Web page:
Wednesday, February 10, 2021

'I had a life. I lived. I loved': Photo of Fort Pulaski bricks made by enslaved persons brings to life those long forgotten

(Fort Pulaski National Monument)
Fort Pulaski National Monument’s Facebook post this week showing fingerprints embedded on bricks is a poignant reminder of the anonymity of enslaved persons who literally built much of the country.

Some 25 million bricks were shipped to Cockspur Island east of Savannah, Ga., during construction from 1829-1847. Most were made by enslaved people, officials said. A close-up photo shows two bricks – one gray and one red – located in the embrasure of Casemate 16.

“Men, women, and children spent each day laboring to make bricks for a fort built to protect the port made rich from their labor," reads the post, which has been shared more than 460 times. "Though it took eighteen years for Fort Pulaski to be completed, the names and stories of the enslaved people who made the bricks for the fort have been hidden and, in many cases, lost.

Park guide Elizabeth Smith said enslaved people played a large role in the construction and maintenance of Fort Pulaski, "though sadly very little information is known about any individuals or even what it was like."

Fort Pulaski was a US Army coastal defense fort when it began operations; it was considered invincible because of its design and construction.

Rifled shot pulverized Fort Pulaski (Picket photo)
When the Civil War broke out, local militias and Rebel troops took control. A year later, rifled Union cannons penetrated the bricks and brought about the surrender of the masonry fort on April 11, 1862. It was the end of an era for that type of construction.

According to the park’s post, the work behind making all those bricks was laborious.

“Often times while making the bricks, fingerprints and even handprints would be left behind and hardened into the brick. These fingerprints serve as a tangible reminder that while the architecture and the military history of the fort may be impressive, there is another vitally important story that sits right in front of our eyes if we only just look for it.”

A commenter on the Facebook post left this eloquent message: “These fingerprints say to us, ‘I had a life. I lived. I loved. I had human hands, and these hands touched and loved and labored, though they were enslaved. My hands were no different from your hands. I lived. I was worthy of freedom, dignity and love. Remember me.”

Smith told the Picket that the red bricks were made in Baltimore and Alexandria, Va.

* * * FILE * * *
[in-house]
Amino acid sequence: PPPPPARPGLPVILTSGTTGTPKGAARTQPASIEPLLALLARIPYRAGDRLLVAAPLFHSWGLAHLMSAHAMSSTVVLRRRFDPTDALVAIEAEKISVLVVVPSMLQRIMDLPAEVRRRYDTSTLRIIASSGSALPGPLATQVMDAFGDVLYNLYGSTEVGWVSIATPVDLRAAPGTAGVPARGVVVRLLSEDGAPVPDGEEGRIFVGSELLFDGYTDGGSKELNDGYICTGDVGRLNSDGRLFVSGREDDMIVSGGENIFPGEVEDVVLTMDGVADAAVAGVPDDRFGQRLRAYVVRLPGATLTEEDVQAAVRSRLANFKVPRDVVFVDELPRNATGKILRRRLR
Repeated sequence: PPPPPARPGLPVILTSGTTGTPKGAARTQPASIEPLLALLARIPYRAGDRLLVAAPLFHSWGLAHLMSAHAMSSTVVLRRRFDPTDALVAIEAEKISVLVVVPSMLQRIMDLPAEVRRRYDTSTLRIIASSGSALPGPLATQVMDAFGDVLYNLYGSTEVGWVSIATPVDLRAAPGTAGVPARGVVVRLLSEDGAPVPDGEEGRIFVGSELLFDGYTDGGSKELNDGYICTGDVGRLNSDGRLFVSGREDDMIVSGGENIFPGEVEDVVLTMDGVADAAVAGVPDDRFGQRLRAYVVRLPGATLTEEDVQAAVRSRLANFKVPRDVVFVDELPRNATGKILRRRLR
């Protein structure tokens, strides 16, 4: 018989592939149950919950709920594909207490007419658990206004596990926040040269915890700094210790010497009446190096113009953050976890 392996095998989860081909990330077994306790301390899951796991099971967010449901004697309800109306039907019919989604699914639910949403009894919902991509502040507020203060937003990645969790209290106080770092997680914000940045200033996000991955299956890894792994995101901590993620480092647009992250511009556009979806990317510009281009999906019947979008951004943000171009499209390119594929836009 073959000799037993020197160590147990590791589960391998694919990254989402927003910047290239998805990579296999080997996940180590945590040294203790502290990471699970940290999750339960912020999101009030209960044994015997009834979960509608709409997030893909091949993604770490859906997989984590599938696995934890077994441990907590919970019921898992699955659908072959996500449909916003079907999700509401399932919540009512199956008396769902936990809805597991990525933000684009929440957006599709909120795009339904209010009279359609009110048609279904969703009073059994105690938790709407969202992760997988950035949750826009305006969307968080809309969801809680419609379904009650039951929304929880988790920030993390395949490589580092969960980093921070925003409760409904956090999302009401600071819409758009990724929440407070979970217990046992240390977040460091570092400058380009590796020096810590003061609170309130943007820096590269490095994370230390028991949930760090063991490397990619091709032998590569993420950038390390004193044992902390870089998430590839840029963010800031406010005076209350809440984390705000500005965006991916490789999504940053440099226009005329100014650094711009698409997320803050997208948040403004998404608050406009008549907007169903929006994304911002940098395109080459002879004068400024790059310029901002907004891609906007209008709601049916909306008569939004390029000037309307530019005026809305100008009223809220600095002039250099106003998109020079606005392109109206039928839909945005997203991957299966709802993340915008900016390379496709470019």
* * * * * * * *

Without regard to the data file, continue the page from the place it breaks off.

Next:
“The grey bricks, however, were made right here in Savannah on the Hermitage Plantation, hence the nickname Savannah Greys. The Hermitage relied on the enslaved men, women and children to make the bricks, which is most likely when the fingerprints were left in the bricks.”

Newspaper advertisements are often the best source for finding information for the fort's construction era, Smith says. Joseph Mansfield (right) -- the Army officer in charge of the construction of the fort for 14 of the 18 years -- regularly posted in local newspapers seeking additional workers, she says. The wages, of course, were paid to owners of the enslaved.

-- “Notice: Persons having demands for the wages of Negroes employed in the service of the U.S. at Cockspur Island, are requested to call at the city hotel this day at 9 o’clock, when they will be paid.” (From The Savannah Daily Georgian, June 8 and July 7, 1830)

Fort Pulaski, 2d. August, 1836
“The wages to be paid for prime slaves on the Fortifications at Cockspur Island from the 14th Inst. will be fixed at 14 dollars per mouth and found -- the owner to lose runaway time only, and the Government to furnish physician and medicine. Any be withdrawn from the works in one day’s notice. -- Jos. K. F. Mansfield Lt. Corps. Engs.” (From the Daily Georgian)

Smith said hardly any names of the enslaved associated with the fort's operation are known.

"Research into the story of the enslaved is ongoing … and hopefully one day we’ll be able to share a lot more of these stories …  in order to present a better rounded and full history of all the people who made Fort Pulaski. But while we don’t have names or stories themselves, we have many fingerprints throughout the fort to remind us that there is a deeper story, one that we still have to rediscover and tell."

The Casemate 16 embrasure is in Pulaski’s southeast corner, which took the most damage during the Union bombardment in April 1862. “You can still see that damage in this embrasure in the width of the window and the lack of bricks. The fingerprints and handprint in this embrasure used to be hidden beneath a layer of bricks, but the battle damage removed those bricks and exposed the fingerprints and handprint," Smith said in an email.

Embrasure where the fingerprints are located (NPS)
After it fell during the Civil War, Fort Pulaski became a place of hope for freed slaves rather than a symbol of their suppression.

Orders issued by a Union general a few days after the Confederate garrison surrendered declared slaves held in Southern states forever free. Hundreds of former slaves gained their freedom at Fort Pulaski and Cockspur Island, which became a final destination, one of the most southern points, on the vast Underground Railroad network.

Many of the men who arrived at Fort Pulaski became members of the 1st and 3rd South Carolina Volunteers in the Federal army, seeing action late in the war.

March Haynes, a man who was born into slavery and, upon gaining his freedom after the surrender of Fort Pulaski, remained in the area in order to spy for the Union army and assist other enslaved individuals in their own quests for freedom. "Many of these men, women, and children remained on Cockspur Island throughout the war and took up residency in the old construction village," says Smith.

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